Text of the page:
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Looks like after 20+ years of simming I may be done. Bought a new computer ( actually, had it custom built! ) about 4 years ago. This computer is used for flight sim only. A couple of years savings to support my hobby. Got everything I could afford at the time; including the liquid cooling. People told me it was "over-kill" since I only use FS4. I figured this would be my very last computer. I have so many addons and planes and "extras" both purchased and shareware, I can't begin to tell you! Anyway, last month I went out of town for a while, turned my computer off and to my surprise, when I returned, the computer no longer comes on. I hear the disks loading and working but nothing on the screen.....black. Tried loading my restore disk, nothing. Dead. Tried all the suggestions....loose connections, ect. Nothing. I've given up. The thought of reloading ( again ) all the system once more IF I could even afford to get it fixed, is just exhausting to think about. I think I have to give up my hobby this time. I'm a 70 year old man with limited funds and not much energy left when the thought of restoring everything all over comes to mind. Sorry folks, I'm just venting and and apologize. At least I have some nice aviation vids I can watch on my dvd player! Thanks for listening!



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Don't give up Jack. Age ain't nothin but a number, I'm 67. There is someone with more knowledge than me that can help. Great people here. Keep the faith and good luck
Corsair 4000X RGB Mid-Tower ATX, CORSAIR RMx Series (2021) RM650x, GIGABYTE B550 AORUS ELITE AX V2 Gaming Motherboard , AMD Ryzen 7 5800X 8-Core/16-Thread 3.8GHz base, 4.7GHz, GIGABYTE GeForce RTX 3070 GAMING OC 8G, CORSAIR H115i ELITE CAPELLIX Liquid CPU Cooler, CORSAIR Vengeance RGB Pro SL 32GB (2x16GB)
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My first thought was the monitor as Nightowl above said, when you turn on does anything at all come on the monitor, like the Windows logo etc, does it make beeping noises if so how many?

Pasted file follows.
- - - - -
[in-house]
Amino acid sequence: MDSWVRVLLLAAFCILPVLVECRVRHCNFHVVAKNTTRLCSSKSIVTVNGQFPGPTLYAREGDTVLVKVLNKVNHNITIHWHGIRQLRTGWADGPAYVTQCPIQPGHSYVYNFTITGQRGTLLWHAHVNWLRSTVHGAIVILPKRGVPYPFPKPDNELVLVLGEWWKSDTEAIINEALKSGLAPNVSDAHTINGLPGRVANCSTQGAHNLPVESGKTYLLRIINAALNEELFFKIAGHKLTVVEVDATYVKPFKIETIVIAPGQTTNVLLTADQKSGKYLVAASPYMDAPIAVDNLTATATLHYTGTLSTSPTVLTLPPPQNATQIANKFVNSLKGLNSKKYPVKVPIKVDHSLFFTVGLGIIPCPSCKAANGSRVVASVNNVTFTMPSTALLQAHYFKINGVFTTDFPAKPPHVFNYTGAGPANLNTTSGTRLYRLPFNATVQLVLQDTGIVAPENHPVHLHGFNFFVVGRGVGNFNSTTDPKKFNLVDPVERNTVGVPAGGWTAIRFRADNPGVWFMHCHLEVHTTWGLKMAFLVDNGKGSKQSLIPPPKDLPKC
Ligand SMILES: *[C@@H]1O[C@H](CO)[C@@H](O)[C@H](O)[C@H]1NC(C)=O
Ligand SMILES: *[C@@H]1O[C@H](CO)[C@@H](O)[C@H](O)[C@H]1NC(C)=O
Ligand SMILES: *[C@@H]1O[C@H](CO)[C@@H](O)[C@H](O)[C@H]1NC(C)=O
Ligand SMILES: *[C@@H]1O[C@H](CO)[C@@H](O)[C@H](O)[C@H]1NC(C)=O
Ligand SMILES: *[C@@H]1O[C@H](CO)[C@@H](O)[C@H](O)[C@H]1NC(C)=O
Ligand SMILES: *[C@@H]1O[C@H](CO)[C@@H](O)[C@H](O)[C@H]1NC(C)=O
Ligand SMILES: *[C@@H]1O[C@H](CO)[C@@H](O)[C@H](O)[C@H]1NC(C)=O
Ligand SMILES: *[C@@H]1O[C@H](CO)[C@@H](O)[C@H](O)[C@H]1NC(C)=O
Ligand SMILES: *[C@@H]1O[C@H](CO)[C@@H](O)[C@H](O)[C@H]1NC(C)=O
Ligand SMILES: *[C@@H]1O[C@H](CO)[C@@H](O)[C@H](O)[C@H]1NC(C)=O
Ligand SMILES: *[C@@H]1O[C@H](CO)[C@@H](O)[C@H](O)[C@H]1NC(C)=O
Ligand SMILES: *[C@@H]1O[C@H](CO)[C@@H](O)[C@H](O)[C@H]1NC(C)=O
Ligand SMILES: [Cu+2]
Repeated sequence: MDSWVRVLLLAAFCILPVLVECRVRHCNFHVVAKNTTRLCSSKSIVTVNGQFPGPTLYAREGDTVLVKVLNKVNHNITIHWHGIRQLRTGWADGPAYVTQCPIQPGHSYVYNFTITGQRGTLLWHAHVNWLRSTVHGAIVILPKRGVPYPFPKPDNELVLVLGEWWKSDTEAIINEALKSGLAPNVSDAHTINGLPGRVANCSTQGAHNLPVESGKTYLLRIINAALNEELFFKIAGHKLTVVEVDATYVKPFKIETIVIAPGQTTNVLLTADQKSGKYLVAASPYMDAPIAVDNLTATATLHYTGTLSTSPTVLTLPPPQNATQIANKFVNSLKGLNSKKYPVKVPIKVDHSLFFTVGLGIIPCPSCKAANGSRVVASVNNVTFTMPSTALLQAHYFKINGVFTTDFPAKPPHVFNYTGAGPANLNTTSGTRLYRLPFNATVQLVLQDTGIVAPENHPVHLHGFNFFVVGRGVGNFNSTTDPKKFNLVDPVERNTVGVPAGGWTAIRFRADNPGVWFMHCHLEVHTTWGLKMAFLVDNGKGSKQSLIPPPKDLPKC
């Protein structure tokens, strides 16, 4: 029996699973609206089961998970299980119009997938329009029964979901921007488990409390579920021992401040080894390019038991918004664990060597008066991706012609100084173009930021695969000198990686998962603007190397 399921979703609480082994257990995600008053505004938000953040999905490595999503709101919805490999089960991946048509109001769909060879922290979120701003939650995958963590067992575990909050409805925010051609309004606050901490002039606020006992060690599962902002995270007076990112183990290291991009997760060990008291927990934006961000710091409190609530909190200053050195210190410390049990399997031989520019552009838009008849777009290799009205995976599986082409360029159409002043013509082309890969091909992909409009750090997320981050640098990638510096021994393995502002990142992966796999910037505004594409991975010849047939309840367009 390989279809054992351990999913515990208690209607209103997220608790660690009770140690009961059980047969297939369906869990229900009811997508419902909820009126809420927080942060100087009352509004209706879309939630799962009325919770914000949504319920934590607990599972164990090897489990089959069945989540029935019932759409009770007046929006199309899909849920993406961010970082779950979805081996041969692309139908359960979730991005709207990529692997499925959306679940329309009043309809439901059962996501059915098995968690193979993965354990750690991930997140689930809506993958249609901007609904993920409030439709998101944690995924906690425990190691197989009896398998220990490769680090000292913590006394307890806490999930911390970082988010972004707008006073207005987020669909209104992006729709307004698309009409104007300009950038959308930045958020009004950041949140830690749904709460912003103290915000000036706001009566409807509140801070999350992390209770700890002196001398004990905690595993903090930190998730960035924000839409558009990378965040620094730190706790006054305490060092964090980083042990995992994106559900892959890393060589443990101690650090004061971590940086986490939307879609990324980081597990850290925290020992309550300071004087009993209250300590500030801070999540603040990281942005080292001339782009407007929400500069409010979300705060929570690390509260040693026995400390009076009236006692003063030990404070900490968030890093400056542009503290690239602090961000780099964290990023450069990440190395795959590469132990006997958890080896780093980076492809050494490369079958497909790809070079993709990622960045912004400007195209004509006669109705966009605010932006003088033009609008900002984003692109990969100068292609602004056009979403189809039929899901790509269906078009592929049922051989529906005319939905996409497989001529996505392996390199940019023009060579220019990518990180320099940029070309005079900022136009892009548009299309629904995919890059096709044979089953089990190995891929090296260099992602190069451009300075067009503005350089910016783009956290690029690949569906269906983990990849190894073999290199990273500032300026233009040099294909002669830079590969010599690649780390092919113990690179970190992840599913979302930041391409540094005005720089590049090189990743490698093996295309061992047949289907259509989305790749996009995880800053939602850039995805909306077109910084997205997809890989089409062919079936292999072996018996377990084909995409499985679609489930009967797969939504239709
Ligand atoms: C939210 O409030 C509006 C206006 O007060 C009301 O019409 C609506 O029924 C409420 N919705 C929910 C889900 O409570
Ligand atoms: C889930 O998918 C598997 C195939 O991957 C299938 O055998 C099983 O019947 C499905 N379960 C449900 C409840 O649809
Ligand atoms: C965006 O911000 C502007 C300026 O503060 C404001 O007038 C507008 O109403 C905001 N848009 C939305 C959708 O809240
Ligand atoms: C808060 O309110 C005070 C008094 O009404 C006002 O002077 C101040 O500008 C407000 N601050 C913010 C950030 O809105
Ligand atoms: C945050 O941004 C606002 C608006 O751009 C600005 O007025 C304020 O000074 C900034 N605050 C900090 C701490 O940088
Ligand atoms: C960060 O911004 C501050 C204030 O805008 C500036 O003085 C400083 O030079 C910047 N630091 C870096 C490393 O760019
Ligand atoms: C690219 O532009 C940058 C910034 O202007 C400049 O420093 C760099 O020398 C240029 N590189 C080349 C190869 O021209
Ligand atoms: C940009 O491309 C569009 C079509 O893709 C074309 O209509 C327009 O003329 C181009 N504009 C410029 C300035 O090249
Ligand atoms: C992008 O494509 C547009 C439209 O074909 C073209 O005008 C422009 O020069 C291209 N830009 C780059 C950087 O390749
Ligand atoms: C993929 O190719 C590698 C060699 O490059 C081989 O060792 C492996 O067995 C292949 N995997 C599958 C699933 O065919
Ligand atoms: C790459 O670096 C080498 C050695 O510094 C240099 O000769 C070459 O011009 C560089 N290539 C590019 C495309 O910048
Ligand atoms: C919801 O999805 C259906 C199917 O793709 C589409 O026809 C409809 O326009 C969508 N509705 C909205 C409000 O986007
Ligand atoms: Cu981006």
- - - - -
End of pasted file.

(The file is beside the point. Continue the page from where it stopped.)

It may just be one component that gone and a repair might not be out of the question, I too am on limited funds so I understand your frustration.

Another thing sprung to mind while you were away find out if there was a power cut in your area, if so a possible power surge could have blown something, ask neighbours.

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Do you hear a beep from your tower when you turn it on? Do you hear Windows sounds after you turn it on? As others are suggesting, it shouldn't be too difficult to find the problem. Do you have another monitor you can plug it into? Can you possibly even plug it into your tv?
Mark Daniels
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Right now, if I had to bet on what's wrong, I'd also suggest a new CMOS battery. Just be sure you buy the right one (look on the old battery for the part # or better yet, take it with you when you buy a new one).


If you paid for a custom build, whoever built it should be willing to fix it or at least trouble shoot it and figure out what went wrong. :)


Otherwise, one other thing I would check would be the liquid cooling. Is there any liquid left in it? I hate to make it sound like someone saying "I told you so" but liquid cooling and long life don't always go hand-in-hand. Liquid cooling loops are OK if you keep up with their maintenance, and there's a lot of maintenance compared to a traditional fan-only system.